## Transient RC Series Circuits

Charging a Capacitor:

• The voltage across the capacitor is not instantaneously equal to that of the voltage across the battery when the switch is closed. The voltage on the capacitor builds up as more and more charges flows onto the capacitor until the battery is no longer able to "push" any more charge onto the capacitor, at which point the capacitor becomes fully charged.

• The initial flow of charges from the battery to the capacitor means that there is a current flowing through the system until the capacitor is charged. This current flow decays exponentially from some initial value to zero.

• The exponential nature of the change (of charge or voltage) with time results from applying Kirchoff's voltage rule and the definition of current as the rate of change of charge with time. (See Next Section)

• Note that in any real system the wires have some resistance, so a more correct model includes some resistance in series with the capacitor before it is charged up (Again see Next Section on RC circuits).

The exponential nature of charging or discharging a capacitor:

Mathematically, an exponential change occurs when the derivative of a quantity with time is proportional to the quantity itself. For example if,

Let us apply this to the discharge of a capacitor through a resistor when the switch is closed and the capacitor is initially charged. After the switch is closed Kirchoff's voltage rule applies at all times and gives the equation.

Using Ohm's Law V = IR, the definition Capacitance C= Q/V, and the definition of current I = dQ/dt, we can rewrite this last equation so that the derivative of the charge is proportional to the negative of the amount of charge on the capacitor.

Thus the charge on the capacitor decays exponentially with a time constant τ.

Instead of Qo we have use Qmax since the capacitor starts off with its maximum charge and decays away exponentially.

 Mathematically, discharging a capacitor takes an infinite amount of time. The time constant τ represent the time for the system to make significant change in charge, voltage, or current whenever a capacitor is charging or discharging. After a time equal to one time constant, t = τ, the charge on the capacitor has dropped to e-1 = 36.8% of its maximum value. After 5τ the charge has dropped to 0.7% of its maximum value. t e–t/τ τ .368 2τ .135 3τ .050 4τ .018 5τ .007

Other quantities such as the current and the voltage drop across the resistor or the capacitor can be found using the definition of current I = dQ/dt, Ohms Law V = IR, and the definition of capacitance C= Q/V.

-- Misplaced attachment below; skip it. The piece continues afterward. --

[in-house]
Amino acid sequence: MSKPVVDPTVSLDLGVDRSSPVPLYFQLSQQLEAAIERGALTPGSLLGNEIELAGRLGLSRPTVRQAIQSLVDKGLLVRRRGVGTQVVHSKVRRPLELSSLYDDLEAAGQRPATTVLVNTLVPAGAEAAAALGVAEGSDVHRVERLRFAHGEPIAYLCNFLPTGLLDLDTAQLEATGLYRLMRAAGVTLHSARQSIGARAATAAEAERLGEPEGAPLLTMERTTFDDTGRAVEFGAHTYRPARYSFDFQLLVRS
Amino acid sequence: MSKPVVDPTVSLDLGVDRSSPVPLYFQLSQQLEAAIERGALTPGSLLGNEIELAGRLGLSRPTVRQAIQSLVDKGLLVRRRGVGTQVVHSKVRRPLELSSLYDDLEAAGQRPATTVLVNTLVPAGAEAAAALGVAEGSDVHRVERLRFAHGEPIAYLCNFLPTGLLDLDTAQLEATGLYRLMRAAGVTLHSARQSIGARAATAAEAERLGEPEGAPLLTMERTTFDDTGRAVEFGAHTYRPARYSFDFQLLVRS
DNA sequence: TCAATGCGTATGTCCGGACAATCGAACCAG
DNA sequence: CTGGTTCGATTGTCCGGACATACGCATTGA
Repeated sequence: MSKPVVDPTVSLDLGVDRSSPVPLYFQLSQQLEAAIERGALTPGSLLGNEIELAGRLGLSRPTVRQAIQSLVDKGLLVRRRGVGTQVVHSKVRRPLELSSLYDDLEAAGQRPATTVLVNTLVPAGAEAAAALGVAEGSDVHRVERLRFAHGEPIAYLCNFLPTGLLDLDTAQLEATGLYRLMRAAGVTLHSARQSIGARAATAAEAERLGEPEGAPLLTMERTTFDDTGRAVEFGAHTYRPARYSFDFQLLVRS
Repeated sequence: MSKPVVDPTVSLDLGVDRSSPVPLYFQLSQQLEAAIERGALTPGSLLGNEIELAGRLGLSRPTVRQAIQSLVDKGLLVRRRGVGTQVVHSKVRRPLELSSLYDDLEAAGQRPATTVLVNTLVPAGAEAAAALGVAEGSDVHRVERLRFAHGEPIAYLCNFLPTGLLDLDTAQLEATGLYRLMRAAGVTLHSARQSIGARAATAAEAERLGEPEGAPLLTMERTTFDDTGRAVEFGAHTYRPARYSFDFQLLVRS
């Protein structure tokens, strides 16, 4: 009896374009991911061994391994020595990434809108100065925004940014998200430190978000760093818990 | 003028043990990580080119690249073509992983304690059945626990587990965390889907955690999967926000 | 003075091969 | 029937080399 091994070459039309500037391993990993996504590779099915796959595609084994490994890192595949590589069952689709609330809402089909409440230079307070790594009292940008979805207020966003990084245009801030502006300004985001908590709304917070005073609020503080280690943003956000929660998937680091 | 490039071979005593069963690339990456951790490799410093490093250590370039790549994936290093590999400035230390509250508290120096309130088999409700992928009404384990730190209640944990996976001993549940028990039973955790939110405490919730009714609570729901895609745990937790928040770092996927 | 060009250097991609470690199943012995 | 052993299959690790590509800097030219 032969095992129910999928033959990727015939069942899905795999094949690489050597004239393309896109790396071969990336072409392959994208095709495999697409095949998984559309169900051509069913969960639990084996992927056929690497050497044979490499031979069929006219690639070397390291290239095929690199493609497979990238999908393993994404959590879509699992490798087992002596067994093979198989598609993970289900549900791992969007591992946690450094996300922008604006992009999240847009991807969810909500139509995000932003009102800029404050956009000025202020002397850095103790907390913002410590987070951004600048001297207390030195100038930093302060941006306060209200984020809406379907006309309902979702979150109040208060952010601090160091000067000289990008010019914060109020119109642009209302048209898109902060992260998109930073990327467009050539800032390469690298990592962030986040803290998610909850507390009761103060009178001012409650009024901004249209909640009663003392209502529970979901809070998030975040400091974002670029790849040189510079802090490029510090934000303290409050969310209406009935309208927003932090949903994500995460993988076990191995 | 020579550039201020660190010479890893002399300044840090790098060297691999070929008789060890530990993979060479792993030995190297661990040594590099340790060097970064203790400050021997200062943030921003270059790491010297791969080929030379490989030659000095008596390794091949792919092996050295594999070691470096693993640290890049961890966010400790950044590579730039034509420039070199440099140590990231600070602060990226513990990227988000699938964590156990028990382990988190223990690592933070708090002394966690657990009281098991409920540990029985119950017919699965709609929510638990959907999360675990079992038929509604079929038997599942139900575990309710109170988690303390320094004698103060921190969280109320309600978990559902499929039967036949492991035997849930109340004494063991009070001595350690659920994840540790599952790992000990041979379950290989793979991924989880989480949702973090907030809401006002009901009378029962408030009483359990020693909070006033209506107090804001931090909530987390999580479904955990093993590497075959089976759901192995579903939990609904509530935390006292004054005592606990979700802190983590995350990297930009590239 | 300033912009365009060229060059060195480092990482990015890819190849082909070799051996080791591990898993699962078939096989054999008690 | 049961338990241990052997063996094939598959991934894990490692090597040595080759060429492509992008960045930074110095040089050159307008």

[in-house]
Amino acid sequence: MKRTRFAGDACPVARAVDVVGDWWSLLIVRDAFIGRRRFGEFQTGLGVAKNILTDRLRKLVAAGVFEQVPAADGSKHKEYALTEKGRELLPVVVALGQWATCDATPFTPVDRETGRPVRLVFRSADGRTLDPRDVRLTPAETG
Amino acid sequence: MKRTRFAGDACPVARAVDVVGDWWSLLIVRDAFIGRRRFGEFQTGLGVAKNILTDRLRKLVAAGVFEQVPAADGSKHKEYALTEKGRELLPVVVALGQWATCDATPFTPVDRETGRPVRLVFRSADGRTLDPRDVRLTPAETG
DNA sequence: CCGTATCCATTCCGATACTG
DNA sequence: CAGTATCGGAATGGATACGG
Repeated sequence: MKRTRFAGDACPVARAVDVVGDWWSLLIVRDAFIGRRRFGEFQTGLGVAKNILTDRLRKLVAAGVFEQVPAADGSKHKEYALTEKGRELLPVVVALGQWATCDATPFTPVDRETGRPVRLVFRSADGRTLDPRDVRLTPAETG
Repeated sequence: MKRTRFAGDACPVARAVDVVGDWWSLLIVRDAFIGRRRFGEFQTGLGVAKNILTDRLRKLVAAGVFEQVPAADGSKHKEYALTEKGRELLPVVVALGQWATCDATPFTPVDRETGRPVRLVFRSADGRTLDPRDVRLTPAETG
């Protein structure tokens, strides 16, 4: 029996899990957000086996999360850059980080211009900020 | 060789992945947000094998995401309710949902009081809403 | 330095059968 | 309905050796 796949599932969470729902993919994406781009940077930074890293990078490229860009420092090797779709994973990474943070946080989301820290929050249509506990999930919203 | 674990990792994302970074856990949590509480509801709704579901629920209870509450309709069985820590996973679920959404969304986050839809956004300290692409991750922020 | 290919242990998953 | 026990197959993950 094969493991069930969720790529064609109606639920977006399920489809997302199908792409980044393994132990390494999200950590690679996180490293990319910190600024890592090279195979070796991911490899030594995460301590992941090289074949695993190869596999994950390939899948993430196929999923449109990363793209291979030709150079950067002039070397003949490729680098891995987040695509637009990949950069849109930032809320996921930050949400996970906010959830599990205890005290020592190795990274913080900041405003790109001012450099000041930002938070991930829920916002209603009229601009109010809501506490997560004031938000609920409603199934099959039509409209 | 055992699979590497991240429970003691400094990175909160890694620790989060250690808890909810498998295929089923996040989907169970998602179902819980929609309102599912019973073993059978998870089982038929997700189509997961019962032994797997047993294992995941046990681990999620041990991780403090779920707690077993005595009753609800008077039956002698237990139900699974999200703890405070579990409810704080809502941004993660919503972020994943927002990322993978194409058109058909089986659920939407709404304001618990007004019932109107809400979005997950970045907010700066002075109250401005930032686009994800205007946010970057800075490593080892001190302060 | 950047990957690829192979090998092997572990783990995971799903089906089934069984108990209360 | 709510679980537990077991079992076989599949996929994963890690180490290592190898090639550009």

Thus the current also decays away from its initial value when the switch is first closed. Ohms law shows that this also true for the voltage across the resistor.

The mathematical results for charging a capacitor are similar but more complicated. The main difference is that the charge and voltage across the capacitor approach a maximum value exponentially. For example, the charge on the capacitor start at zero an goes to a maximum value,

Transient RC Conditions:
Charging a Single Capacitor in a Series with a Resistor

 Start t = 0 Some Time Later at t Long Time Later t >> t CAPACITOR Voltage 0 VC,max = QC,max / C Charge 0 QC,max RESISTOR Voltage VR,max = IR,max R 0 Current IR,max 0
• Note that these equations can only be used in a complex RC circuit if the circuit can be reduced to a simple RC circuit.

• When the switch is first closed all the voltage is across the resistor and the circuit look like a simple DC Ohms law circuit with a resistor and no capacitor. This condition gives the maximum value of the voltage across the resistor and the maximum value of the current.

• As charge flows onto the capacitor, the current drops exponentially (derivation) from its maximum value when the switch is first closed, Imax = Vb / R and I(t) = Imax e-t/τ.

• As charge flows onto the capacitor, the voltage across the resistor also drops exponentially. This happens because the capacitor now has a voltage drop and the circuit conforms to Kirchoff voltage rule at any time, Vb = Vc(t) + VR(t) - the voltage drop across the capacitor and the resistor must equal to the voltage of the battery.

• After a long time (t >> τ ) the current stops flowing in the circuit as the capacitor becomes fully charged and its voltage equals to that of the battery if it is a simple RC circuit. The voltage drop across the resistor is zero since there is no current flowing and VR = I R.

• The long time condition give the maximum charge on the capacitor. Here the circuit looks like a simple capacitor circuit with no resistor, Qmax = CVb.

• Note once again, that if the circuit is a more complex arrangement of capacitors and resistors them the maximum values may not be the voltage of the battery but the maximum value of the voltage across that component.

Transient RC Conditions:
Discharging a Single Capacitor Across a Resistor

 Start t = 0 Some Time Later at some time t Long Time Later t >> τ CAPACITOR Voltage VC,max = QC,max / C 0 Charge QC = QC,max 0 RESISTOR Voltage VR,max = IR,max R 0 Current IR = IR,max 0
• When the circuit is first closed. the capacitor acts as a source of charge which can flow through the resistor. The capacitor acts like a emf source with a short lifetime compared to a batttery.

• In energy terms, the energy in the electric field stored in the capacitor is converted into the energy of current flow which is in turn dissipated as heat as the charge flows through the resistor.

• This is the simplest transient RC circuit problem since all the quantities that vary with time decay away expotentially.